The Biden administration plans to launch a new private sponsorship program for Afghan evacuees
The Biden administration is reportedly planning the launch of a new “Sponsor Circle Program” that would allow private sponsorship of Afghan evacuees. Families, churches, or other groups would take on the supporting role usually reserved for by resettlement agencies. They would provide financial support and assistance in connecting evacuees to necessities such as housing, government services, and enrolling children in school.
As of last week, approximately 55,000 Afghan evacuees remained at eight military bases across the United States, where they have been receiving medical screenings and completing their paperwork. The Pentagon reported to Congress that almost half of these are children. The Pentagon also provided a breakdown of the evacuees, detailing that of the 124,000 evacuated, 85% were Afghans while 15% were U.S. citizens or visa holders. About 6,000 have been resettled in communities across the U.S. so far with almost 4,000 resettled within the last week, according to a CBS News report on October 21.
The number of CBP border encounters dropped in September, but the total for the fiscal year reached a high of 1.7 million
There were 1.7 million migrant encounters at the southwest border for fiscal year 2021. While this is a record high, the rate of recidivism - or multiple crossings by the same person - were also unusually high in 2021. This recidivism rate causes the number of encounters to greatly outpace the actual number of individuals. For example, 26% of those encountered in September had at least one prior encounter in the last year, and there were 142,710 unique encounters compared to 192,001 total encounters. The Migration Policy Institute calculated the number of unique encounters to be closer to 1.1 million. Over a million were expelled under Title 42. There was also a 9% drop in the number of encounters since August - the first monthly drop in encounters in over a year. Fifty-three percent of those encountered in September were expelled under Title 42.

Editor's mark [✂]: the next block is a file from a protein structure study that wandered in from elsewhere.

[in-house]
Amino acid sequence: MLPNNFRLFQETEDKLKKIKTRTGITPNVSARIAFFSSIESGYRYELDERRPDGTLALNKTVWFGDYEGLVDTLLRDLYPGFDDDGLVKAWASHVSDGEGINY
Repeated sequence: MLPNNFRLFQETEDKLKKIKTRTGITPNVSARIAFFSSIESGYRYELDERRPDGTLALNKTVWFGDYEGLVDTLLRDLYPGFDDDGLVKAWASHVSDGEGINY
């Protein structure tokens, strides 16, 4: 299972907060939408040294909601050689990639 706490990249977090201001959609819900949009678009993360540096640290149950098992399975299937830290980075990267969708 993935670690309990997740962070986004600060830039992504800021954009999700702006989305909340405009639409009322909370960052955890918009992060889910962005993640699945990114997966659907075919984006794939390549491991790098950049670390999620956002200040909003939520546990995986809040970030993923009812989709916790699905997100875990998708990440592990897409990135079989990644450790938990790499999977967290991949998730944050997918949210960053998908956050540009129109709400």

Also noteworthy is that 36% of those encountered in September were from countries other than Mexico or the Northern Triangle. The chart below from WOLA shows a large drop in the number of migrants from Central American countries such as Honduras and Guatemala, while arrivals from Haiti and Venezuela saw significant increases.
Source for Chart: Adam Isacson of WOLA, Accessed via Twitter on 10/24/2021.
Human Rights First reported over 7,600 attacks on migrants expelled under Title 42 since President Biden took office
On Thursday Human Rights First issued an updated report on kidnappings and other violent attacks against migrants who have been expelled to Mexico under Title 42. The report found that since President Biden took office in January, 7,647 attacks have been reported. They go on to cite public health officials who have called for an end to the policy, and point to the dangerous and inhumane living conditions for those left to wait in encampments along the U.S.-Mexico border.
The report also criticizes the mass expulsions of Haitians that began in September, when almost 8,000 Haitians were expelled during an operation in which the government reportedly paid contractor GEO Group over $15 million.
Also last week over 300 doctors and healthcare workers in Boston called on CDC Director Walensky to end Title 42 expulsions. They wrote, “we harbor grave concerns over the CDC and DHHS’s continued endorsement of the Title 42 order barring asylum seekers at our borders--a policy that lacks basis in scientific evidence, harms the CDC's credibility, and in fact risks facilitating the pandemic’s spread.”